“Well, we have lots of those. But let’s start with this.” Bambi stopped at a large free-standing treadmill with so many buttons and switches it reminded Maggie of the navigation consul on the bridge of Star Trek’s USS Enterprise.
“Beam me up.” Maggie studied the various and seemingly endless settings for the machine.
Bambi didn’t get the joke. She fired off the instructions for usage. “This is a state of the art electronic walking device that can measure your heart rate, calories burned, blood pressure, impact on your joints and so much more. You step up onto the sides, set your speed and incline, attach the electrode clips to your two pointer fingers, then press ‘start.’ Put your feet on the belt, which will move really slowly for about ten seconds. Then you’re off and running.”
“Off and running. Right.” Maggie stepped up onto the treadmill. It enveloped her like a Mini-Cooper. “Where’s the steering wheel?
Dark Bambi didn’t crack a smile. “Do you need further instruction?” She checked her cell phone as it whirred to life at her waist. “Excuse me, I’ve got to take a call from the office.”
“No, I’ve got it. Gym opens at five in the morning, right?”
It was too late for a reply. Dark-haired Bambi already had her cell phone to her ear and sauntered off, her young Lycra-clad ass swaying provocatively.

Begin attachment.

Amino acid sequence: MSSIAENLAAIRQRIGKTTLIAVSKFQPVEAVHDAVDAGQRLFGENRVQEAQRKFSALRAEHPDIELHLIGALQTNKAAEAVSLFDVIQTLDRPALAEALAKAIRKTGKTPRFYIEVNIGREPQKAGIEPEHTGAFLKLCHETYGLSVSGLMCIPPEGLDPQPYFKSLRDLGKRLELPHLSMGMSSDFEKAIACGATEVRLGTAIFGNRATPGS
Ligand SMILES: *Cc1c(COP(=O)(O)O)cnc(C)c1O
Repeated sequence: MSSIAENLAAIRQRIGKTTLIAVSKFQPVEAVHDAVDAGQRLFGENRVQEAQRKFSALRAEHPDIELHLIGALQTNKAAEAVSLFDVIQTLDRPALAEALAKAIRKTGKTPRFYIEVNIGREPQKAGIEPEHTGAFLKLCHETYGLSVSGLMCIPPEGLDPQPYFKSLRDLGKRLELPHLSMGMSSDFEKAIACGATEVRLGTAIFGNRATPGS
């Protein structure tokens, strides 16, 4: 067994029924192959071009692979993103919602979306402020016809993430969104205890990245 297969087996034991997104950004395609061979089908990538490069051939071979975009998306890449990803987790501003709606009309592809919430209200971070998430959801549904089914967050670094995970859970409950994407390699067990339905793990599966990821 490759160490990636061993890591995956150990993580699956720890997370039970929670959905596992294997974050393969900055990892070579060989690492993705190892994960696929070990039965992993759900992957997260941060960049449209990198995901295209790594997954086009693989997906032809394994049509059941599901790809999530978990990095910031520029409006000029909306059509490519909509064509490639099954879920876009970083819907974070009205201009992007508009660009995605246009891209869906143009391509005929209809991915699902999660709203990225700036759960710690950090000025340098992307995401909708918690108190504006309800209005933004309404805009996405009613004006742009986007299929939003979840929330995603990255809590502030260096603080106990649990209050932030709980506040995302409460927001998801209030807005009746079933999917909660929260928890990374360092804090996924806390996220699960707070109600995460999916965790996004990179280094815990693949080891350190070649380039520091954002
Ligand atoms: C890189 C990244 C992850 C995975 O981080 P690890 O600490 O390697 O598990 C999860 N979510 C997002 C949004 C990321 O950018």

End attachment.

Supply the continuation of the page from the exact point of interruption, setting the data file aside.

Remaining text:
Maggie rolled her eyes. Firm young flesh hasn’t got a thing on experience.
She studied the bells and whistles on the treadmill control panel. Where’s the “on” switch? A bright green button dead center of the panel flickered on as if the machine had read her mind. She leaned over to speak to the person sweating a few feet away from her. “These things are motion activated?”
The response from the fellow gym member was an exhausted, but polite, smile.
Like that tells me anything. Maggie pushed the button. The treadmill hummed and the belt began to move. She stepped onto it and took a few hesitant steps. Zero incline at a crawl. She could manage that.
The LED display flashed white, then letters formed. W E L C O M E M A G G I E.
Clever. Very clever. Someone back there programmed the machine to say “hello” to me.
The screen flickered a second time. New letters appeared. I L O V E Y O U.
Maggie burst out laughing. She turned to the man next to her again. “Some advertising, huh? I love you. Jesus.”
The man wiped his brow, giving her the oddest look. He turned off his machine and fled. Maggie felt insulted by how quickly the guy left the area.
She looked down at the panel of her own machine again. New words were forming. T H A N K Y O U F O R B E I N G H E R E.
“You’re welcome, I guess.” She bit back a chuckle.
The panel changed again. D R E A M S D O C O M E T R U E.
Maggie snorted. Lucky I don’t have a mouthful of coffee right now. My dreams are too weird to come true. “You don’t know my dreams, Bambi—or whomever it is running the LED panel.” Great…I’m speaking to a treadmill. “Quit shouting. Can’t you type using lower case letters?”
The LED display flickered.
She switched the machine off.
Trying not to look as though she ran from a fire, Maggie left the building as quickly as she could. Not only was it unfamiliar ground, it was now getting way too personal. Talking treadmills. Christ. I just paid four hundred bucks for talking treadmills.